Why is there work on an email system at all ?
Who would use @vivaldi when there's gmail, yahoo and the likes that absolutely everyone uses ? Or do I have it wrong and it's an in-built mail client like Mail app on Windows ? I don't see the use for it too since it'll just slow down the browser if non stop sync is used which is a must really. I just don't see the logic in investing so much resources into a mail client when one can just open another tab in the browser and open gmail for instance.
TbGbe last edited by
Who would use @vivaldi when there's gmail, yahoo and the likes that absolutely everyone uses ?
Because some users want to have a mail client with more features than these smartphone apps or webmail from G or Y etc.
@Deranox It's a built-in client.
Some of us like to keep permanent local copies of our mail, and some of us must have them for business and legal reasons, so a webmail service is not a feasible alternative.
You might as well ask why people want their own cars, when there's taxis, buses and trains. They are just an unneeded expense for maintenance, fuel and insurance - yeah?
And no, it doesn't slow down the browser.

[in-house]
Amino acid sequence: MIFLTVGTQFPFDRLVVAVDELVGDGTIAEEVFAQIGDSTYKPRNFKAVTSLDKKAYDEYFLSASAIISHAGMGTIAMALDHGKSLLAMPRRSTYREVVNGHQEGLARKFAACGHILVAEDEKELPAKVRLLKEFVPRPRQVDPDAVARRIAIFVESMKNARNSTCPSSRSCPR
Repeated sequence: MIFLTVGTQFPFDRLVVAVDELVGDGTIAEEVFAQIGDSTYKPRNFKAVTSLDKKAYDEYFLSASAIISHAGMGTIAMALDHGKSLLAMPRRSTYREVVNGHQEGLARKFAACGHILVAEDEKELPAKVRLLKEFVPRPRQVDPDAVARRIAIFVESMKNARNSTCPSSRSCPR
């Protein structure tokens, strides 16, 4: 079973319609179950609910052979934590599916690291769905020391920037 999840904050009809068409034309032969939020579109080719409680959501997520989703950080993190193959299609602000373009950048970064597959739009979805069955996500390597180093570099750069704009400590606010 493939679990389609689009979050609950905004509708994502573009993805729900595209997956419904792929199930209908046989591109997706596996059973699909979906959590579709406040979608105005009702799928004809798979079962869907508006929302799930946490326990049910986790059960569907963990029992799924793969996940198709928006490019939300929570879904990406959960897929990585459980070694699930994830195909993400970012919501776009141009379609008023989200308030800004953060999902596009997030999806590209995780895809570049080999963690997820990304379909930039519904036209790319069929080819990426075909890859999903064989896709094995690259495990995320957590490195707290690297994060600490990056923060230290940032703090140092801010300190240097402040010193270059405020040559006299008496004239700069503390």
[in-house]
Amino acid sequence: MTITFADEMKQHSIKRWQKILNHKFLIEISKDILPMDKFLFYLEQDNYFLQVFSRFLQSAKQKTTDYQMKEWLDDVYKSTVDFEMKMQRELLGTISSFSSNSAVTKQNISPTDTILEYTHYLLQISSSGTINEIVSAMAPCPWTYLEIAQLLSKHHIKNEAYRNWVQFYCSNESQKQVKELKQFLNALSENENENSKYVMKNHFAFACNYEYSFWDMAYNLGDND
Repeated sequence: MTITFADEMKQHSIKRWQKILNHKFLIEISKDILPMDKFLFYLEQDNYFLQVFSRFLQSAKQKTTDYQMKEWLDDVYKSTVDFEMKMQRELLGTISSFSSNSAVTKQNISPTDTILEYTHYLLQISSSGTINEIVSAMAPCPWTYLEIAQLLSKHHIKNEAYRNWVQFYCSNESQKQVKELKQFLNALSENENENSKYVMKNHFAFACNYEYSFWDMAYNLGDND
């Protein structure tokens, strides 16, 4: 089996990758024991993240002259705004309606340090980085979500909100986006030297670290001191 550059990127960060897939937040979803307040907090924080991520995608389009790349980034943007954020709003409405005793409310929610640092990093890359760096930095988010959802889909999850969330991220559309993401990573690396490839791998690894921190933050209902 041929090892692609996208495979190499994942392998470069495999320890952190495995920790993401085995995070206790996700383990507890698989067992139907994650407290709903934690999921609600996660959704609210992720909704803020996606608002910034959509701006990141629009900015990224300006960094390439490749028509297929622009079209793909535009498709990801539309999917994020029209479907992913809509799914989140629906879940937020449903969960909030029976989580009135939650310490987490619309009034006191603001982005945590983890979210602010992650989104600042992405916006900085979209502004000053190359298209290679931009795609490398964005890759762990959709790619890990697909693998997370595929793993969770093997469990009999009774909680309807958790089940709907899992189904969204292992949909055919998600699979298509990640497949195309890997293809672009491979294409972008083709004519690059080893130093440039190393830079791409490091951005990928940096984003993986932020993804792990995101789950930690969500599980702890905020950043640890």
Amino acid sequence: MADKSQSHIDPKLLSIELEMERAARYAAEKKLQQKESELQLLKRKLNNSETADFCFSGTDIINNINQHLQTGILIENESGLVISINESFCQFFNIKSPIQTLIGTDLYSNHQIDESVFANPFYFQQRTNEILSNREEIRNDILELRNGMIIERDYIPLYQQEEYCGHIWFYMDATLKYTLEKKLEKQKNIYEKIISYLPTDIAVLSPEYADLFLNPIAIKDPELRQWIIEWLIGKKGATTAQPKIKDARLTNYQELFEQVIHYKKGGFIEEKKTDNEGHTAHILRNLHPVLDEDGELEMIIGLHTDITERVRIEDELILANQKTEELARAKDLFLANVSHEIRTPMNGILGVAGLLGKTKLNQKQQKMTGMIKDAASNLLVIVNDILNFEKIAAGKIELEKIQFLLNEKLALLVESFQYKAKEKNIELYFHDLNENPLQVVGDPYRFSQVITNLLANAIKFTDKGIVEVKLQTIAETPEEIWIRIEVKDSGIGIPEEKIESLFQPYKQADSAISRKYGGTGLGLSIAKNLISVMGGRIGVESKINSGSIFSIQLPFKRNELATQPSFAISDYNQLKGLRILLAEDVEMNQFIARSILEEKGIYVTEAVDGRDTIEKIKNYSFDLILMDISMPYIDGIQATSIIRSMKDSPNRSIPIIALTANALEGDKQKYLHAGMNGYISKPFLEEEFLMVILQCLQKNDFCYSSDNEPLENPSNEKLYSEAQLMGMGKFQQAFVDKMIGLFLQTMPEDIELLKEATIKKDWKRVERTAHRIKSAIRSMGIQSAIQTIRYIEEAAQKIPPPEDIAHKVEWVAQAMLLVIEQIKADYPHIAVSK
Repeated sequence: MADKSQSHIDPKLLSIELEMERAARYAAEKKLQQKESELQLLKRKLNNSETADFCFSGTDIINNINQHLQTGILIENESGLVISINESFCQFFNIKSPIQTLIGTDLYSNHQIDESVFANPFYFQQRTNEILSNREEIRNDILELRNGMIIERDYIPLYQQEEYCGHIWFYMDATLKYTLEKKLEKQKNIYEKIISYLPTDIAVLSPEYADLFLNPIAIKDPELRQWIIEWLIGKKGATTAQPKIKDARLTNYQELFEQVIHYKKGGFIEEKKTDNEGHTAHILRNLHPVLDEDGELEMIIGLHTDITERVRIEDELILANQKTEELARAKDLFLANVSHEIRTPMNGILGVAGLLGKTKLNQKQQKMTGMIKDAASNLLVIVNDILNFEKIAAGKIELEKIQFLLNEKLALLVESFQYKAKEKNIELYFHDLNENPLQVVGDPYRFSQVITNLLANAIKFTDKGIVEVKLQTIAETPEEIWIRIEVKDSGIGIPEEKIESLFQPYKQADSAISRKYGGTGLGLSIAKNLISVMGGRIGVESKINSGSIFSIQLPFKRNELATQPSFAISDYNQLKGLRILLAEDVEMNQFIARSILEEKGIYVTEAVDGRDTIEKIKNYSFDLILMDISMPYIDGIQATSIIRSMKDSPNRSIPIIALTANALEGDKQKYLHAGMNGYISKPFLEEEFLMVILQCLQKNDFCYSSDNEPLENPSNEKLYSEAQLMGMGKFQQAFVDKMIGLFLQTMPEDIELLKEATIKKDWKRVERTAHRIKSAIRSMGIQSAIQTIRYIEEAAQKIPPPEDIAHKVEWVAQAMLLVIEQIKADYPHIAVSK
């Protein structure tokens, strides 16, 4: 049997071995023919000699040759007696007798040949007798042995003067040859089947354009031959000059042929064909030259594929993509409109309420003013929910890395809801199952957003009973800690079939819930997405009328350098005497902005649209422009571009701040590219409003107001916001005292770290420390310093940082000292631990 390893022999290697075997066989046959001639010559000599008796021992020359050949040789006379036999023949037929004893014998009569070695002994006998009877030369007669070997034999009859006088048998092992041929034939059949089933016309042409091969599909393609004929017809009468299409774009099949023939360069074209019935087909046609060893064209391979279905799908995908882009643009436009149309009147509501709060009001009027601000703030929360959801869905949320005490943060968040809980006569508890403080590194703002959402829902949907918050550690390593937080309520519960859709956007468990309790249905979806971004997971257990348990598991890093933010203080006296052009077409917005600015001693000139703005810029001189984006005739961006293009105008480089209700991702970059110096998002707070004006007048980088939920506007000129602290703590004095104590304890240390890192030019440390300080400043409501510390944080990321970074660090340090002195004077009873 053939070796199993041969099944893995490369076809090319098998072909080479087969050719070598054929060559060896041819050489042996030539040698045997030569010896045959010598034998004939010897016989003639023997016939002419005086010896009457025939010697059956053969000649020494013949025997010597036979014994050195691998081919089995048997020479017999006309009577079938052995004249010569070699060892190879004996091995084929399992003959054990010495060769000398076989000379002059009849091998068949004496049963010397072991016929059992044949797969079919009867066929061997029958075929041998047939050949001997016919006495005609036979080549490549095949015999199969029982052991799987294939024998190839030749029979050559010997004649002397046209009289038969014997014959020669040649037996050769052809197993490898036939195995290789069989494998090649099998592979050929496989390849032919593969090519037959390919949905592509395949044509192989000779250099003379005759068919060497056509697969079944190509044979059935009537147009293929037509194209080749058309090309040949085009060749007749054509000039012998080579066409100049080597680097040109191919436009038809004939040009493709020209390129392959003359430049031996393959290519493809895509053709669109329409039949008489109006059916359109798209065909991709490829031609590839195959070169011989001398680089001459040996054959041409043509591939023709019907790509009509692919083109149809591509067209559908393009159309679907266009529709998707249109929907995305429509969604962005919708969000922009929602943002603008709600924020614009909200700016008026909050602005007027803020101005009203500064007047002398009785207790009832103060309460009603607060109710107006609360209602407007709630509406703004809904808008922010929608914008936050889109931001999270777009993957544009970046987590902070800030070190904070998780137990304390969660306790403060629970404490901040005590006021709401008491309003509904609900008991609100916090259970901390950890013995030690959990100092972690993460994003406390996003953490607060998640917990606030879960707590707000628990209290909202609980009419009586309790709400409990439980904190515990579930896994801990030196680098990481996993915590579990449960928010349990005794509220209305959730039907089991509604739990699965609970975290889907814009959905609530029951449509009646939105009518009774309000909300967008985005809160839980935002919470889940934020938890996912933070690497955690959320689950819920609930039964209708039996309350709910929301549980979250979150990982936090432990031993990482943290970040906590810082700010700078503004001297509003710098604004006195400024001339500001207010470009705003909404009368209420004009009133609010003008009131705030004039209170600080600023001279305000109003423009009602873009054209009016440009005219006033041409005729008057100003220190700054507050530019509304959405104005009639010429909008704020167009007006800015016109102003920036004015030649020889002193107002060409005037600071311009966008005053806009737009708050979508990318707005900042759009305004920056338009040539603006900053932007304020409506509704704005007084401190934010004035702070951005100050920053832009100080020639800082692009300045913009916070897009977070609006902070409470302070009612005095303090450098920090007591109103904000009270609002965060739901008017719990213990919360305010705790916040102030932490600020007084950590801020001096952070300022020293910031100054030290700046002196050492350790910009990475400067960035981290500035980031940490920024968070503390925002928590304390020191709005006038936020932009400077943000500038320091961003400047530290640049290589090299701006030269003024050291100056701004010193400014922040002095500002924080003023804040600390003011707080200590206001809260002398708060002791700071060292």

@Gwen-Dragon I doubt it will have more features than gmail. I really, really do. It's the most robust client out there whether we like it or not. Downvote me if you will, that's the way I see it.
luetage last edited by
@Deranox You are free to continue using solely gmail, but nothing you say will change anything.
@Deranox I am not interested in any a email system.
I use stronger mail clients like Thunderbird and The Bat!
Downvote me if you will, that's the way I see it.
Really? Strange request, that you want to be down-voted by me. Crazy.
Blackbird last edited by
@Deranox No, not 'absolutely everyone' uses 'gmail, yahoo, and the likes'... just as not everyone connects online using a mobile device and not everyone has a Facebook or Twitter presence. There are a multitude of online activities that need different online tools to optimally or efficiently perform them, so not everyone will follow the same technical paths in supporting their activities. Just because you can't see the logic (or use) in it doesn't mean the logic (or use) doesn't exist.
A web browser is actually a multi-purpose tool to access the Internet, and there are sound reasons why some (but certainly not all) users will find it highly useful to have an actual eMail client built into a browser, just as some (but certainly not all) users will find it highly useful to have multiple or stacked tab features built into a browser. The object with Vivaldi is to design a browser that provides multiple non-interfering options that users can configure and tweak to optimally achieve their own individual online objectives.
@Deranox: GMail is not a client. It's a service. You can't compare them.